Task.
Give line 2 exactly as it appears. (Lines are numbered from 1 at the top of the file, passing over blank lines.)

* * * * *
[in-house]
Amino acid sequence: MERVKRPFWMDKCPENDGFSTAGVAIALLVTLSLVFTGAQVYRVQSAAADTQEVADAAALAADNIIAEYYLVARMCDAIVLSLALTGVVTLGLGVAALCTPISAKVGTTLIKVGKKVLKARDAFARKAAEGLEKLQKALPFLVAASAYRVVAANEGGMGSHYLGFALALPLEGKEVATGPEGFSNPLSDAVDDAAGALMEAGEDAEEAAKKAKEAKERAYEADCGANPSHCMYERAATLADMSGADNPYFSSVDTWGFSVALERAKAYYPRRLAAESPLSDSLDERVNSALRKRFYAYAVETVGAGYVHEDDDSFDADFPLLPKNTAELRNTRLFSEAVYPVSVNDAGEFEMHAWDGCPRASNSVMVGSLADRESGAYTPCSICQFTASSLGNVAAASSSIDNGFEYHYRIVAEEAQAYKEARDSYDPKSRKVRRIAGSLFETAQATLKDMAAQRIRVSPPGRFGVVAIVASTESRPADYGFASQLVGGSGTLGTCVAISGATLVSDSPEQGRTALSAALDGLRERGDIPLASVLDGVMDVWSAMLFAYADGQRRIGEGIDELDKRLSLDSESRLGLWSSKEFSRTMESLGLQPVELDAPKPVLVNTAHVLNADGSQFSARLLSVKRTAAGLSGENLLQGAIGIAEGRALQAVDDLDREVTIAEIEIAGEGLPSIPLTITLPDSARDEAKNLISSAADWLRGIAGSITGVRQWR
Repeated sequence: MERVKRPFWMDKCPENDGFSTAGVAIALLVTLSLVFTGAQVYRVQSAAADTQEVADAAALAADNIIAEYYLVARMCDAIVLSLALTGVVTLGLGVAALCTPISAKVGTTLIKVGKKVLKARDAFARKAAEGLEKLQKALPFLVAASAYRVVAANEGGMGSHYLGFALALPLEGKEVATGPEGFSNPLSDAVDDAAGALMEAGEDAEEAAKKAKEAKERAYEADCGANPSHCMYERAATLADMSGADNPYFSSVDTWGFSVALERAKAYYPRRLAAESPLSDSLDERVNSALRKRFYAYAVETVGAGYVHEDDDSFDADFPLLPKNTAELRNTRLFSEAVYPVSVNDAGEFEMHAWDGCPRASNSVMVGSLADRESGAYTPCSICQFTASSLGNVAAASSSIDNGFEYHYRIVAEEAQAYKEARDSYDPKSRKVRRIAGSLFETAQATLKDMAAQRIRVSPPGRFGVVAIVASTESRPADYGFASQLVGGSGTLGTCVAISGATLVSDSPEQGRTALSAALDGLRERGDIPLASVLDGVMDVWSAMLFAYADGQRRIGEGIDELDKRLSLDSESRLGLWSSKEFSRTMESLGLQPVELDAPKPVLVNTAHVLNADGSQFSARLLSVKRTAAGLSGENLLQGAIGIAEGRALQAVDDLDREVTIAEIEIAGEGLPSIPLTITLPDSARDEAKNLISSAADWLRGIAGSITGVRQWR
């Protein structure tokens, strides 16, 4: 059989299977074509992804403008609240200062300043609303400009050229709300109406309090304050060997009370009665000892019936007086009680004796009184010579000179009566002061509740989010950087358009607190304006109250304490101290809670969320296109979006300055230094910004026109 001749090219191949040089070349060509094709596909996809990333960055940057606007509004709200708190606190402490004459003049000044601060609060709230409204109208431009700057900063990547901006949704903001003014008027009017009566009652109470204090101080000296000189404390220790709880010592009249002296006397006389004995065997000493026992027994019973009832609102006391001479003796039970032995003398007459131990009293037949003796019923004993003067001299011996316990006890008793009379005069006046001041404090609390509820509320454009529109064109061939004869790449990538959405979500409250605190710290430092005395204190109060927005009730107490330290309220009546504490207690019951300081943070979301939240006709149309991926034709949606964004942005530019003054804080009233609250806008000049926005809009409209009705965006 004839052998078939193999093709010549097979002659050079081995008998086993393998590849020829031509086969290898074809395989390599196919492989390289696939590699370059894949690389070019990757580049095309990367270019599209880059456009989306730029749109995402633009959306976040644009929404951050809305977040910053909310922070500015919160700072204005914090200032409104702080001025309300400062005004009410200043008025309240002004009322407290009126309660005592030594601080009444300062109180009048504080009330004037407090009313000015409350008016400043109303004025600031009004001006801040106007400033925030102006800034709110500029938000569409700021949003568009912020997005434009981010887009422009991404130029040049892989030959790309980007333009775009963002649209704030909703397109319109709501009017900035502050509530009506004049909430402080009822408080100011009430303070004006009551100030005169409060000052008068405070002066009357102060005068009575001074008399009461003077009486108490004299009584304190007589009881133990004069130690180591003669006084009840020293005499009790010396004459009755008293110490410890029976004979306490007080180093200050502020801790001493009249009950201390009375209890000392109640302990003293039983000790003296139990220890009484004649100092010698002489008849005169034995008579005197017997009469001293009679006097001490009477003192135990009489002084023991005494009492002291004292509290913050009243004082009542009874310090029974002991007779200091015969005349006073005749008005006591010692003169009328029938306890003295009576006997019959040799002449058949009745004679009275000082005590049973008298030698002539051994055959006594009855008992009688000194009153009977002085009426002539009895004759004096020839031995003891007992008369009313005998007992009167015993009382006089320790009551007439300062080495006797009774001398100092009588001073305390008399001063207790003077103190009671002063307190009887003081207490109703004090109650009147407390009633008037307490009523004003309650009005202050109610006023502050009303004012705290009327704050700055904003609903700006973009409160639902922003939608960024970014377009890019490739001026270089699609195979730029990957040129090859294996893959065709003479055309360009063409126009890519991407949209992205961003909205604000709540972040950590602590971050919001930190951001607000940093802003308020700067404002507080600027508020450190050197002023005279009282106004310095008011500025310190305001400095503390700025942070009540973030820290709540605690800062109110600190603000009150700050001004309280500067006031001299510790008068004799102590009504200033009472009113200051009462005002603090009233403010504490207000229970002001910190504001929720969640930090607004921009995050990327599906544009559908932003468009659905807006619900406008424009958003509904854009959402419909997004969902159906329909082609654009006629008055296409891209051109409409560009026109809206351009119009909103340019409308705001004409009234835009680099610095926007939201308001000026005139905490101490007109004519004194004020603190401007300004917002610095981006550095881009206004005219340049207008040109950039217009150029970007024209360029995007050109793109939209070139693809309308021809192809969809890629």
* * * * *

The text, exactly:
Amino acid sequence: MERVKRPFWMDKCPENDGFSTAGVAIALLVTLSLVFTGAQVYRVQSAAADTQEVADAAALAADNIIAEYYLVARMCDAIVLSLALTGVVTLGLGVAALCTPISAKVGTTLIKVGKKVLKARDAFARKAAEGLEKLQKALPFLVAASAYRVVAANEGGMGSHYLGFALALPLEGKEVATGPEGFSNPLSDAVDDAAGALMEAGEDAEEAAKKAKEAKERAYEADCGANPSHCMYERAATLADMSGADNPYFSSVDTWGFSVALERAKAYYPRRLAAESPLSDSLDERVNSALRKRFYAYAVETVGAGYVHEDDDSFDADFPLLPKNTAELRNTRLFSEAVYPVSVNDAGEFEMHAWDGCPRASNSVMVGSLADRESGAYTPCSICQFTASSLGNVAAASSSIDNGFEYHYRIVAEEAQAYKEARDSYDPKSRKVRRIAGSLFETAQATLKDMAAQRIRVSPPGRFGVVAIVASTESRPADYGFASQLVGGSGTLGTCVAISGATLVSDSPEQGRTALSAALDGLRERGDIPLASVLDGVMDVWSAMLFAYADGQRRIGEGIDELDKRLSLDSESRLGLWSSKEFSRTMESLGLQPVELDAPKPVLVNTAHVLNADGSQFSARLLSVKRTAAGLSGENLLQGAIGIAEGRALQAVDDLDREVTIAEIEIAGEGLPSIPLTITLPDSARDEAKNLISSAADWLRGIAGSITGVRQWR